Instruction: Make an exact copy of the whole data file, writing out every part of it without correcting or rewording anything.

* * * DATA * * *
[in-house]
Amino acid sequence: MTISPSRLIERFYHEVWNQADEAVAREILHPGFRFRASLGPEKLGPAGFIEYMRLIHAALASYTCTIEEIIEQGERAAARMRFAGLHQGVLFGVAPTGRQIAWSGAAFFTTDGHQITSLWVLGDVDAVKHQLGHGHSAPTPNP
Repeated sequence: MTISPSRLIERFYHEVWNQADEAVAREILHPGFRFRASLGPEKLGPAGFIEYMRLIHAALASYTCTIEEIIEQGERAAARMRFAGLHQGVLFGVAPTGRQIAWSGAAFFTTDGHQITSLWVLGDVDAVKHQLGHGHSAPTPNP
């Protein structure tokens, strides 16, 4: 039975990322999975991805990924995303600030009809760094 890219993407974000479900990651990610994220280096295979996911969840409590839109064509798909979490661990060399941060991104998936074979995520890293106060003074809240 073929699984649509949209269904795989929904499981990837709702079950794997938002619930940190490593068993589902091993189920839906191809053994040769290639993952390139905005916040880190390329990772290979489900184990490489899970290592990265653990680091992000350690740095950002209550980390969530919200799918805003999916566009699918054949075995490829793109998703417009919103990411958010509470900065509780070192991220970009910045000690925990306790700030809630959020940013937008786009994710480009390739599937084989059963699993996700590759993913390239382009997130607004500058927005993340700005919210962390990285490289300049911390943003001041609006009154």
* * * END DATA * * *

[in-house]
Amino acid sequence: MTISPSRLIERFYHEVWNQADEAVAREILHPGFRFRASLGPEKLGPAGFIEYMRLIHAALASYTCTIEEIIEQGERAAARMRFAGLHQGVLFGVAPTGRQIAWSGAAFFTTDGHQITSLWVLGDVDAVKHQLGHGHSAPTPNP
Repeated sequence: MTISPSRLIERFYHEVWNQADEAVAREILHPGFRFRASLGPEKLGPAGFIEYMRLIHAALASYTCTIEEIIEQGERAAARMRFAGLHQGVLFGVAPTGRQIAWSGAAFFTTDGHQITSLWVLGDVDAVKHQLGHGHSAPTPNP
């Protein structure tokens, strides 16, 4: 039975990322999975991805990924995303600030009809760094 890219993407974000479900990651990610994220280096295979996911969840409590839109064509798909979490661990060399941060991104998936074979995520890293106060003074809240 073929699984649509949209269904795989929904499981990837709702079950794997938002619930940190490593068993589902091993189920839906191809053994040769290639993952390139905005916040880190390329990772290979489900184990490489899970290592990265653990680091992000350690740095950002209550980390969530919200799918805003999916566009699918054949075995490829793109998703417009919103990411958010509470900065509780070192991220970009910045000690925990306790700030809630959020940013937008786009994710480009390739599937084989059963699993996700590759993913390239382009997130607004500058927005993340700005919210962390990285490289300049911390943003001041609006009154």